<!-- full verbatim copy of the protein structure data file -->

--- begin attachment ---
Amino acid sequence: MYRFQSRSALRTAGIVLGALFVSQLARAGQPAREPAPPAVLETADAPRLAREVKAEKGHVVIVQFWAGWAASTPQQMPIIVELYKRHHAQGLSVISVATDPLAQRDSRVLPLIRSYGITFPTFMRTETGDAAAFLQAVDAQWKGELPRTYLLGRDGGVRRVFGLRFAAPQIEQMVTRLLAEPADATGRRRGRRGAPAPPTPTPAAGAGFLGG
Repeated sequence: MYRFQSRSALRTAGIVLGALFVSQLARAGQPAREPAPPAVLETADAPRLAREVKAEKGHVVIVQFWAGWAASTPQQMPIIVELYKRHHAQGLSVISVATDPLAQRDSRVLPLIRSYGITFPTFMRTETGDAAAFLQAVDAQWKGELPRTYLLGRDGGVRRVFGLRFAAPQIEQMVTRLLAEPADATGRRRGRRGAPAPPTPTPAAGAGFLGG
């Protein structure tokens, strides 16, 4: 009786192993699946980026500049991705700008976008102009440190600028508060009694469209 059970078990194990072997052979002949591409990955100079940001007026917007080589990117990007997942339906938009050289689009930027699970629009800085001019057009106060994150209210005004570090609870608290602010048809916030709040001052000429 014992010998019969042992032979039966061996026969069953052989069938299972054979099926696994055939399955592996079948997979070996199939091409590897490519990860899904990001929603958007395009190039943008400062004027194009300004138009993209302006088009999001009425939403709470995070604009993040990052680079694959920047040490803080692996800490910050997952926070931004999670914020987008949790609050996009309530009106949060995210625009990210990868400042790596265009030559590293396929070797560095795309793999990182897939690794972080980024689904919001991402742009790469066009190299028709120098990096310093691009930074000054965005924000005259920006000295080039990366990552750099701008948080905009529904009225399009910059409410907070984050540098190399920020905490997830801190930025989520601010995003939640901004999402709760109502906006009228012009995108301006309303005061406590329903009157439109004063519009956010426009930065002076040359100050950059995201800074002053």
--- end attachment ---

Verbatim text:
Amino acid sequence: MYRFQSRSALRTAGIVLGALFVSQLARAGQPAREPAPPAVLETADAPRLAREVKAEKGHVVIVQFWAGWAASTPQQMPIIVELYKRHHAQGLSVISVATDPLAQRDSRVLPLIRSYGITFPTFMRTETGDAAAFLQAVDAQWKGELPRTYLLGRDGGVRRVFGLRFAAPQIEQMVTRLLAEPADATGRRRGRRGAPAPPTPTPAAGAGFLGG
Repeated sequence: MYRFQSRSALRTAGIVLGALFVSQLARAGQPAREPAPPAVLETADAPRLAREVKAEKGHVVIVQFWAGWAASTPQQMPIIVELYKRHHAQGLSVISVATDPLAQRDSRVLPLIRSYGITFPTFMRTETGDAAAFLQAVDAQWKGELPRTYLLGRDGGVRRVFGLRFAAPQIEQMVTRLLAEPADATGRRRGRRGAPAPPTPTPAAGAGFLGG
């Protein structure tokens, strides 16, 4: 009786192993699946980026500049991705700008976008102009440190600028508060009694469209 059970078990194990072997052979002949591409990955100079940001007026917007080589990117990007997942339906938009050289689009930027699970629009800085001019057009106060994150209210005004570090609870608290602010048809916030709040001052000429 014992010998019969042992032979039966061996026969069953052989069938299972054979099926696994055939399955592996079948997979070996199939091409590897490519990860899904990001929603958007395009190039943008400062004027194009300004138009993209302006088009999001009425939403709470995070604009993040990052680079694959920047040490803080692996800490910050997952926070931004999670914020987008949790609050996009309530009106949060995210625009990210990868400042790596265009030559590293396929070797560095795309793999990182897939690794972080980024689904919001991402742009790469066009190299028709120098990096310093691009930074000054965005924000005259920006000295080039990366990552750099701008948080905009529904009225399009910059409410907070984050540098190399920020905490997830801190930025989520601010995003939640901004999402709760109502906006009228012009995108301006309303005061406590329903009157439109004063519009956010426009930065002076040359100050950059995201800074002053």